Annapolis Notes

March 26, 2007|by ANDREW SCHOTZ

Senators spar over nepotism

Maryland state Senators faced off this month in a prickly battle over scholarship nepotism.

The Legislative Scholarships Integrity Act of 2007 set familial limits for General Assembly members in giving out millions of dollars in scholarships.

The bill, sponsored by Sen. Bryan W. Simonaire, R-Anne Arundel, would prohibit legislators from giving scholarships to spouses, parents and in-laws.

And grandparents and grand- children.

And "step" everything.

Also ineligible: spouses, children, etc. - all of the above - of delegates in their districts.

"There are people" - senators - "who don't even get along with their delegates," Sen. Delores G. Kelley, D-Baltimore County, protested one day on the Senate floor.


"This is like a giant ball of twine. You start pulling on it ...," Sen. E.J. Pipkin, R-Caroline/Cecil/Kent/Queen Anne's, said during another session.

Sen. James Brochin, D-Baltimore County, suggested that intent should rule; accidental scholarship awards to relatives shouldn't be punished.

"If you don't knowingly know that, you haven't broken the law," he said.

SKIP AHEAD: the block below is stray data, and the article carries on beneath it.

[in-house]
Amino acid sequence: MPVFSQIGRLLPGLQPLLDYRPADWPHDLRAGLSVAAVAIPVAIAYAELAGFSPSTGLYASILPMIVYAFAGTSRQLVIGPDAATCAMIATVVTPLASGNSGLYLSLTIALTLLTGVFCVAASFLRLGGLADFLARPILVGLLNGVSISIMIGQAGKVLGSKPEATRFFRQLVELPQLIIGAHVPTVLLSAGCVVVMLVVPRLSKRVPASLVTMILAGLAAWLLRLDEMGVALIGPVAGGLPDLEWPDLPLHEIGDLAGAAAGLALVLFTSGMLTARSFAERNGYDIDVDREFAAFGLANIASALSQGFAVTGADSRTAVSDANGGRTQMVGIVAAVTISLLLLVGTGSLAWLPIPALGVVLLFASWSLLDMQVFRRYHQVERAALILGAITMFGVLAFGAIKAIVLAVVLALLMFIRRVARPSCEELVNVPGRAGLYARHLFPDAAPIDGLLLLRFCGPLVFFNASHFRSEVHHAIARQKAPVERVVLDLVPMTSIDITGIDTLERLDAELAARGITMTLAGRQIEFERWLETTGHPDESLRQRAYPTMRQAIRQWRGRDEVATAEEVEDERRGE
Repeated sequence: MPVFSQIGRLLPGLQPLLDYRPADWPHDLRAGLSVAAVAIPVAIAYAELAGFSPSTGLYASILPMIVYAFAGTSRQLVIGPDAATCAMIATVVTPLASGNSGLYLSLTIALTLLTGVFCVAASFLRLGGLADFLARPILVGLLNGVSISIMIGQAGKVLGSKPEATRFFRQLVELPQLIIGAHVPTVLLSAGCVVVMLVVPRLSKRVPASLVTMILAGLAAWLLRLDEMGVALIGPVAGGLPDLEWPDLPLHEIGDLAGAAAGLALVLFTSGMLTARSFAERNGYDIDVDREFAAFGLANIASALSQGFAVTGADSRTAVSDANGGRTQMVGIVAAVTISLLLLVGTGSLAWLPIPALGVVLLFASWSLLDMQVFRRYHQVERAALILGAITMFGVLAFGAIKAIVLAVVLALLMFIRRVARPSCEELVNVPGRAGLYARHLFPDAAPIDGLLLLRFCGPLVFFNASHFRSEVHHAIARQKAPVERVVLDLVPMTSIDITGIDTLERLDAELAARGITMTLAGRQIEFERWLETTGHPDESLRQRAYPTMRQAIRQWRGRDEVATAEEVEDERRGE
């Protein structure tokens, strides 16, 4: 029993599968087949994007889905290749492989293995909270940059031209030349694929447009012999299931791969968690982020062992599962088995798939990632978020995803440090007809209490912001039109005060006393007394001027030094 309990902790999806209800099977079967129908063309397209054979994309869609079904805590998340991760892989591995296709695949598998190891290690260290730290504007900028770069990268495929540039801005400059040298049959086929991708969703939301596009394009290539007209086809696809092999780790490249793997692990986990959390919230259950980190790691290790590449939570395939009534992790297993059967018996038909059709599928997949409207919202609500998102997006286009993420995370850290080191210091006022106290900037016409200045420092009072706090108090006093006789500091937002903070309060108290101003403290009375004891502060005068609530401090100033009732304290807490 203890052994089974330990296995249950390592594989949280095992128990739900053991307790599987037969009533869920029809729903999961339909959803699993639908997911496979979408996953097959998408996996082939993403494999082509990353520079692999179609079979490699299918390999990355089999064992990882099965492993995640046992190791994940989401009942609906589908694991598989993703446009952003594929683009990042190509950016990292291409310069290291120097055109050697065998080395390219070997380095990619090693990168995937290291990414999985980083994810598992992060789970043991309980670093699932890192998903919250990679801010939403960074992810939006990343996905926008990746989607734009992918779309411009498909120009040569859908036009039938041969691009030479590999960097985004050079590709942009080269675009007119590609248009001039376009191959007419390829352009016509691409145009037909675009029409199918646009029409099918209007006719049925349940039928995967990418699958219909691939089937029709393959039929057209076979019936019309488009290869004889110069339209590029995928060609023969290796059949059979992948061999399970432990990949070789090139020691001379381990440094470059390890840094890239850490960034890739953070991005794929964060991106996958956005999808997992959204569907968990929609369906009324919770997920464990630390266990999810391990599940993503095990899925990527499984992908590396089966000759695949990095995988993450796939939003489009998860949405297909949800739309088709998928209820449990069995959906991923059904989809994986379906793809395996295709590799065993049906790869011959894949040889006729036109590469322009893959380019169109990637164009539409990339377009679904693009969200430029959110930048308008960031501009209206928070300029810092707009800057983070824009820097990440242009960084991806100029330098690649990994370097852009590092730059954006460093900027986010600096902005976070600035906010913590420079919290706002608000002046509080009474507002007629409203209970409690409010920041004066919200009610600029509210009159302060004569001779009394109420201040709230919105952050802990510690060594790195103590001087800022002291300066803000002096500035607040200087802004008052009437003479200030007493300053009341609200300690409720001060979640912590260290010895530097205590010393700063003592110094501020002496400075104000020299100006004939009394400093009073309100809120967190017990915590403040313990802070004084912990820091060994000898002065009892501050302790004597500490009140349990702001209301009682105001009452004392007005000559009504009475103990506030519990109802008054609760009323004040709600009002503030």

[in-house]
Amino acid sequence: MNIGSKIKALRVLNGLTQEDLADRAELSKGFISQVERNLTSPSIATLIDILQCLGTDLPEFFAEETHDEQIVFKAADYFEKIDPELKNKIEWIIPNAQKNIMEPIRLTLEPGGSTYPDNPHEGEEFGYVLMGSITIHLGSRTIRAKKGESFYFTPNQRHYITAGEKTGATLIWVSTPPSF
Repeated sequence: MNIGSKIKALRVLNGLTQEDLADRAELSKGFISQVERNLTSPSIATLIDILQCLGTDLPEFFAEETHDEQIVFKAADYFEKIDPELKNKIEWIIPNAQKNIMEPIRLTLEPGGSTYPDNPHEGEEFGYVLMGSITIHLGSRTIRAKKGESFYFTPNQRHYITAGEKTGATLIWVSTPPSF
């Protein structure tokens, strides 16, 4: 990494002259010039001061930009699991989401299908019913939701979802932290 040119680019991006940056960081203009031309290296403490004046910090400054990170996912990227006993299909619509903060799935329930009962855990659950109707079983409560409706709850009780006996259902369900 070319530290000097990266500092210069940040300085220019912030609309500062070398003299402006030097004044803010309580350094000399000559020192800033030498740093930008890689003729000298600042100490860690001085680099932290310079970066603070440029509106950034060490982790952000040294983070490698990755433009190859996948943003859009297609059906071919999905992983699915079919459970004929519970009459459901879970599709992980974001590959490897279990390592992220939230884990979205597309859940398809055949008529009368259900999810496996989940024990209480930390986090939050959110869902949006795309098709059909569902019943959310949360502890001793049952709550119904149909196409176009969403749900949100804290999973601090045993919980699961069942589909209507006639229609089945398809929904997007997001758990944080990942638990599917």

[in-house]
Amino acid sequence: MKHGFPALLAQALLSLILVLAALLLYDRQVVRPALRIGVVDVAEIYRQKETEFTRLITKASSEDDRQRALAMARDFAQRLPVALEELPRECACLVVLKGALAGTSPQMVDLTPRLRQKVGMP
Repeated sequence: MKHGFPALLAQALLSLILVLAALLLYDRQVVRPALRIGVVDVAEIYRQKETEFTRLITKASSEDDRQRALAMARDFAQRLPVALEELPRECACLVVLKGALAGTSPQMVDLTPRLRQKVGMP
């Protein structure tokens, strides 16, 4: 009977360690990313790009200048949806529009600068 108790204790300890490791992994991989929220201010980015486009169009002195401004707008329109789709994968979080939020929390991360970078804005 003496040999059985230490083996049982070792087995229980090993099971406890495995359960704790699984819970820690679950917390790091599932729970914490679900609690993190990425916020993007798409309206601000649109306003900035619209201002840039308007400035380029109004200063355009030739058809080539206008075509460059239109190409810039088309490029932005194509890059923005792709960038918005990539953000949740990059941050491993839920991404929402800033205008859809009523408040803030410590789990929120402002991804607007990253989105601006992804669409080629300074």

Which might make one wonder: If Richard Nixon had given his stepgrandniece-in-law a Maryland scholarship, would Howard H. Baker Jr., the former U.S. senator, have asked, "What did the president knowingly know and when did he knowingly know it?"

A floor farewell

Rodney M. Shoop received, as they say, a "warm Senate welcome" Wednesday in Annapolis in honor of his 12 years as Washington County's administrator.

With other county officials watching from the gallery, Shoop was recognized on the Senate floor and given a resolution signed by Sen. Donald F. Munson, R-Washington.

Shoop retired this year. He and his wife, Judy - who sat with him in the Senate - plan to spend time at their South Carolina condominium.

Not your average bill, Part VII

When sections, subsections, titles and subtitles start stacking up in bills, it's tough to follow along.

Who's being limited or empowered? What can I do or not do?

And who has time to read all that? Certainly not the busy lawmaker with constituents and lobbyists to meet.

There are about 1,400 bills just in the House of Delegates this year.

Which is why Del. Michael D. Smigiel Sr., R-Caroline/Cecil/Kent/Queen Anne's, deserves a special salute for brevity. One bill he sponsored, which we quote in its entirety, says:

"A driver of a vehicle shall yield the right of way to a pedestrian in a parking lot."

Eighteen words. Point made.

Calvin Coolidge would be pleased.

Alas, the House Environmental Matters Committee was not so impressed last month, doing its best SUV imitation and plowing - vroom, vroom - right over his pedestrian bill.

Perhaps the committee would have been swayed if Joni Mitchell testified about the dangers of paving paradise.

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